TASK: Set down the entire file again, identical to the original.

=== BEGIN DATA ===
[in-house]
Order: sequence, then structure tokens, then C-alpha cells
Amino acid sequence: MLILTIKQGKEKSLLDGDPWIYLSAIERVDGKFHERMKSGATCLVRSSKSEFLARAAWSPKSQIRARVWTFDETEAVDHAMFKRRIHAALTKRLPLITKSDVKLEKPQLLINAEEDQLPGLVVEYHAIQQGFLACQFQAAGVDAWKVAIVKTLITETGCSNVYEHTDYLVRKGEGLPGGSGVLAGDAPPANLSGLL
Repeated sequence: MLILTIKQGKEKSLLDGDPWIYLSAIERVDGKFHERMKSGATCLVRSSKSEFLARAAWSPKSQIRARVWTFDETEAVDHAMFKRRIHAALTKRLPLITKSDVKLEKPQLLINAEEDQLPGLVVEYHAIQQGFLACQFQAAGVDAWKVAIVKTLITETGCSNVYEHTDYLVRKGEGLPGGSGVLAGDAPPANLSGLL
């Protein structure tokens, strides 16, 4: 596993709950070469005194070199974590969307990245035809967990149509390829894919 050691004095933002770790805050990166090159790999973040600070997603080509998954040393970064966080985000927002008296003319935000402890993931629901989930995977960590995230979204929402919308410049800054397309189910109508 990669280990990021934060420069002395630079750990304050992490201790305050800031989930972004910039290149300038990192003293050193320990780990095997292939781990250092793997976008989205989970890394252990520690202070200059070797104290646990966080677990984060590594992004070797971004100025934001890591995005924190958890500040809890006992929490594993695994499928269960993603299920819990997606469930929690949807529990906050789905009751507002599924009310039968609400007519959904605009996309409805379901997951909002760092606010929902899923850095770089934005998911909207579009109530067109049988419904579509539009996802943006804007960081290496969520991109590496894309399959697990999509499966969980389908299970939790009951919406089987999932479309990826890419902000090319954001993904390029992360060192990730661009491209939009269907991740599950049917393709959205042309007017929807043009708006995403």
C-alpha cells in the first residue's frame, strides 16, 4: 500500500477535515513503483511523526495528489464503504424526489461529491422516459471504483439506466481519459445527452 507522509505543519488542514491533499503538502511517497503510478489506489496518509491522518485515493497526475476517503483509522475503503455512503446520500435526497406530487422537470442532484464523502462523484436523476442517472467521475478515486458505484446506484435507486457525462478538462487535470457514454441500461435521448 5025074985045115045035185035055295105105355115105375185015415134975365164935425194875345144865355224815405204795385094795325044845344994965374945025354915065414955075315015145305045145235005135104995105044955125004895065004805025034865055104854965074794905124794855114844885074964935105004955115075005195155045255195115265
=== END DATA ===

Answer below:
[in-house]
Order: sequence, then structure tokens, then C-alpha cells
Amino acid sequence: MLILTIKQGKEKSLLDGDPWIYLSAIERVDGKFHERMKSGATCLVRSSKSEFLARAAWSPKSQIRARVWTFDETEAVDHAMFKRRIHAALTKRLPLITKSDVKLEKPQLLINAEEDQLPGLVVEYHAIQQGFLACQFQAAGVDAWKVAIVKTLITETGCSNVYEHTDYLVRKGEGLPGGSGVLAGDAPPANLSGLL
Repeated sequence: MLILTIKQGKEKSLLDGDPWIYLSAIERVDGKFHERMKSGATCLVRSSKSEFLARAAWSPKSQIRARVWTFDETEAVDHAMFKRRIHAALTKRLPLITKSDVKLEKPQLLINAEEDQLPGLVVEYHAIQQGFLACQFQAAGVDAWKVAIVKTLITETGCSNVYEHTDYLVRKGEGLPGGSGVLAGDAPPANLSGLL
């Protein structure tokens, strides 16, 4: 596993709950070469005194070199974590969307990245035809967990149509390829894919 050691004095933002770790805050990166090159790999973040600070997603080509998954040393970064966080985000927002008296003319935000402890993931629901989930995977960590995230979204929402919308410049800054397309189910109508 990669280990990021934060420069002395630079750990304050992490201790305050800031989930972004910039290149300038990192003293050193320990780990095997292939781990250092793997976008989205989970890394252990520690202070200059070797104290646990966080677990984060590594992004070797971004100025934001890591995005924190958890500040809890006992929490594993695994499928269960993603299920819990997606469930929690949807529990906050789905009751507002599924009310039968609400007519959904605009996309409805379901997951909002760092606010929902899923850095770089934005998911909207579009109530067109049988419904579509539009996802943006804007960081290496969520991109590496894309399959697990999509499966969980389908299970939790009951919406089987999932479309990826890419902000090319954001993904390029992360060192990730661009491209939009269907991740599950049917393709959205042309007017929807043009708006995403």
C-alpha cells in the first residue's frame, strides 16, 4: 500500500477535515513503483511523526495528489464503504424526489461529491422516459471504483439506466481519459445527452 507522509505543519488542514491533499503538502511517497503510478489506489496518509491522518485515493497526475476517503483509522475503503455512503446520500435526497406530487422537470442532484464523502462523484436523476442517472467521475478515486458505484446506484435507486457525462478538462487535470457514454441500461435521448 5025074985045115045035185035055295105105355115105375185015415134975365164935425194875345144865355224815405204795385094795325044845344994965374945025354915065414955075315015145305045145235005135104995105044955125004895065004805025034865055104854965074794905124794855114844885074964935105004955115075005195155045255195115265